Audio too is a veritable treat, with a choice between Dolby Digital 5.1 or DTS 5.1 mixes. Obviously the DTS would have to be the mix of choice for those equipped to handle it, but either way you go the audio more than matches the on-screen action for sheer excitement. You’ll be ducking arrows, recoiling from explosions and generally having the equivalent of almost an hour and a half’s workout time, and all from the comfy confines of your favourite thing to park your bum upon. Subwoofwoof action is perfectly handled – it’s there almost constantly, but is never overtly over the top, dialogue is always clear, and it’s well synched in all but one place where a line seems to have obviously been changed, for those who wish to check it’s uttered by Cassandra just after the 37 minute mark.

The score is worthy of mention, as it’s certainly a bit of an odd bod. John Debney is credited as he who brings us the lushly orchestrated, Egyptian tinged with a hint of tribal drums affair, however every so often – and quite jarringly – virtual death metal chug-a-chug riffage bombards our senses, before going all nice and epicly stringy on us again. Curious. Speaking of things that go chug-a-chug and bombard our senses, two metal tracks scream out over the end credits – one from Godsmack (can I do the “naughty God” joke? Can I? Can I? Aww, go on!), and the other from the curiously named Mushroomhead. Hey, at least it’s better than Celine Dion, any old day.

Being the rental only version (the retail extravaganza is due December 4) there’s nothing in the way of useful extras. On start-up four advertisements are foisted upon us – one for the Scorpion King console game (which - surprise, surprise - The Rock wholeheartedly endorses), plus further ones for the DVD releases of E.T., the Back to the Future trilogy and the animated adventure The Mummy: Search For the Scrolls. Mercifully they can be skipped with the chapter advance button, however if you’re desperate to see them they are also available from the quite nicely animated main menu. Oh, there’s also that same old DTS trailer with the piano...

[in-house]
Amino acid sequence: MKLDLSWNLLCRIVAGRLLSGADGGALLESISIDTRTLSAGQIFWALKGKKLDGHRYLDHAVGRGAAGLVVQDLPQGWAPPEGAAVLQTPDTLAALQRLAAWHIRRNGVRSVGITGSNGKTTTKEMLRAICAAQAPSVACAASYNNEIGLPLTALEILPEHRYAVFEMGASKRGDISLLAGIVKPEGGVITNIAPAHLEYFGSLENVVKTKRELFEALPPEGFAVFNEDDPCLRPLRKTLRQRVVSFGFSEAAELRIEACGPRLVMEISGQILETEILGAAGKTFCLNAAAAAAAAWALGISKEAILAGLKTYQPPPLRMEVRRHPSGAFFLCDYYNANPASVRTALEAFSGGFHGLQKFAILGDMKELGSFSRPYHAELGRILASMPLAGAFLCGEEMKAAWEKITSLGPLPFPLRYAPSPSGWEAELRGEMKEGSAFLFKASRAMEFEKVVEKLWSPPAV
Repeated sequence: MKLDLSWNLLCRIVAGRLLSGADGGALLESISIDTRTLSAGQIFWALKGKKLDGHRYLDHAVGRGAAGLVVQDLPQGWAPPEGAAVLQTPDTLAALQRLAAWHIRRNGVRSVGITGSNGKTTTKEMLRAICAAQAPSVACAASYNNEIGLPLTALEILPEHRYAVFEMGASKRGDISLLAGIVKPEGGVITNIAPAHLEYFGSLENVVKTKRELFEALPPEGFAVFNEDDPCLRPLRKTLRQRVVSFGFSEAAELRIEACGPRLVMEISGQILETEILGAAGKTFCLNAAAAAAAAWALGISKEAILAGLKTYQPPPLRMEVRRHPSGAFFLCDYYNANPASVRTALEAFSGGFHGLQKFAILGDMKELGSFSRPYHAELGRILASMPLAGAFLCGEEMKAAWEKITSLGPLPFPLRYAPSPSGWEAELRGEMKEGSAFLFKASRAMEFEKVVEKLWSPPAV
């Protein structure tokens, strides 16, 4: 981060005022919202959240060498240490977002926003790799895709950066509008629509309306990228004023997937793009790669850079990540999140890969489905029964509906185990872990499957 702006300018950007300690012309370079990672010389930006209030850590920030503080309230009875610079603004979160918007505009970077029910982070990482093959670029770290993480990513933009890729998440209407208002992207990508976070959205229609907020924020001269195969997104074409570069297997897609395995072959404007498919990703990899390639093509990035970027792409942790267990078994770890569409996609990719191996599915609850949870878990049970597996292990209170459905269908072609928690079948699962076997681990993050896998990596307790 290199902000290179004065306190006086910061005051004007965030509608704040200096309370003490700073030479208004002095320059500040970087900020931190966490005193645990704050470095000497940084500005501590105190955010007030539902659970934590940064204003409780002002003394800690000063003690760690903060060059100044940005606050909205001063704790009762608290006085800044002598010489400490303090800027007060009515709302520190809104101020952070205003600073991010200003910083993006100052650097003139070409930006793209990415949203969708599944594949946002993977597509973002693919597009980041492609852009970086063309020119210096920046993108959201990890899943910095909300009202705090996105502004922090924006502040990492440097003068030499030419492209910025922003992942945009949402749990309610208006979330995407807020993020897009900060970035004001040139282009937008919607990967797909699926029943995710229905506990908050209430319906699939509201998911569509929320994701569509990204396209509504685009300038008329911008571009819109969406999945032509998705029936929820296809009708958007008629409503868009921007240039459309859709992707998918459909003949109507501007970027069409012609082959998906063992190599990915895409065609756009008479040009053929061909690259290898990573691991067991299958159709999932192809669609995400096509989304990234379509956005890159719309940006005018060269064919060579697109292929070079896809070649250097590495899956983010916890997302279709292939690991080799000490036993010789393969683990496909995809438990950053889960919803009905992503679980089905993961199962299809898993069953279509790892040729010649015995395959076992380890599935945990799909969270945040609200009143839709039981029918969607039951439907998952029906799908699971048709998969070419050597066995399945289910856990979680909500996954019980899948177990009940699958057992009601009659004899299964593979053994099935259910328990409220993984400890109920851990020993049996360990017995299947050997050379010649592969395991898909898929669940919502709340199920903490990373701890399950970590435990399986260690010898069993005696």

If you’re looking for depth of emotion, Oscar-calibre acting and a plot that’s deeper than Nietzsche then you’re totally on the wrong track with this flick. However, if you’re after quite the opposite – a fabulously fun, thrill-a-minute adventure with a cast who obviously loved hamming it up to the max for every second of screen time they were given, then go no further - The Scorpion King is an absolute action treat. Oh, and we even find out why he becomes known as the Scorpion King. Ouch!

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  •   And I quote...
    "If you’re after a fabulously fun, thrill-a-minute adventure with a cast who obviously loved hamming it up to the max, then go no further - The Scorpion King is an absolute action treat..."
    - Amy Flower
      Review Equipment
    • DVD Player:
          Pioneer DV-535
    • TV:
          Sony 68cm
    • Receiver:
          Onkyo TX-DS494
    • Speakers:
          DB Dynamics Eclipse RBS662
    • Centre Speaker:
          DB Dynamics Eclipse ECC442
    • Surrounds:
          DB Dynamics Eclipse ECR042
    • Subwoofer:
          DTX Digital 4.8
    • Audio Cables:
          Standard RCA
    • Video Cables:
          Standard Component RCA